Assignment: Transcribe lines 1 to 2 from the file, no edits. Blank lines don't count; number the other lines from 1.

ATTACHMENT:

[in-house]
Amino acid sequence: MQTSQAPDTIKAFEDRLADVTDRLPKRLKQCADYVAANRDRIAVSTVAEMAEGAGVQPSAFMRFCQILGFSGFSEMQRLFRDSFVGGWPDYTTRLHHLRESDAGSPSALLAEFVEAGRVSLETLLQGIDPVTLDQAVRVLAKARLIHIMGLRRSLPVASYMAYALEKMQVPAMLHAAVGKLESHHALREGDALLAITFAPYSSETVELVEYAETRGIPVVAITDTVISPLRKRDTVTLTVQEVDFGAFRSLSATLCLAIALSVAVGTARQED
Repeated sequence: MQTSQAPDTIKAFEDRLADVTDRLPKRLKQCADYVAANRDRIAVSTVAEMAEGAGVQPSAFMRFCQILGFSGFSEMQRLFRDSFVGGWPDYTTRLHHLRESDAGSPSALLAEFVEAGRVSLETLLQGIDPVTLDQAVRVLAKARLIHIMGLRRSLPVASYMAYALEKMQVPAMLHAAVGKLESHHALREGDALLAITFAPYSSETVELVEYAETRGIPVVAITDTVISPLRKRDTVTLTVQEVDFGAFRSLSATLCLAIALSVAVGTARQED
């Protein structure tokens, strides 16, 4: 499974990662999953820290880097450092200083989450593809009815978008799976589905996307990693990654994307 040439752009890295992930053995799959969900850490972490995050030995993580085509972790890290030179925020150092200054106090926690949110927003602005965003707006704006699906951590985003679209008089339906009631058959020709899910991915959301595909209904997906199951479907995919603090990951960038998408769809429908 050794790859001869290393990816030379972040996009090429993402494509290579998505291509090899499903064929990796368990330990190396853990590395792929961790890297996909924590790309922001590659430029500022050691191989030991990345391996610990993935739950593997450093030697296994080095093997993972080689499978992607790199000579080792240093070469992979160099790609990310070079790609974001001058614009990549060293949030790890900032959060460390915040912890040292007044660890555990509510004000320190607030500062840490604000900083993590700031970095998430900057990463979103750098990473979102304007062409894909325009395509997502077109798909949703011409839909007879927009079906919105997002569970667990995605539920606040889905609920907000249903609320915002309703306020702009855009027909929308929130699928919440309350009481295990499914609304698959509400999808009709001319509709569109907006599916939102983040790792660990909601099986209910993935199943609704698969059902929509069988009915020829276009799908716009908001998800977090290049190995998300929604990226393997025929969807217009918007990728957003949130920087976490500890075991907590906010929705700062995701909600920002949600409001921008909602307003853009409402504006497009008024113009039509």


[in-house]
Amino acid sequence: MQTSQAPDTIKAFEDRLADVTDRLPKRLKQCADYVAANRDRIAVSTVAEMAEGAGVQPSAFMRFCQILGFSGFSEMQRLFRDSFVGGWPDYTTRLHHLRESDAGSPSALLAEFVEAGRVSLETLLQGIDPVTLDQAVRVLAKARLIHIMGLRRSLPVASYMAYALEKMQVPAMLHAAVGKLESHHALREGDALLAITFAPYSSETVELVEYAETRGIPVVAITDTVISPLRKRDTVTLTVQEVDFGAFRSLSATLCLAIALSVAVGTARQED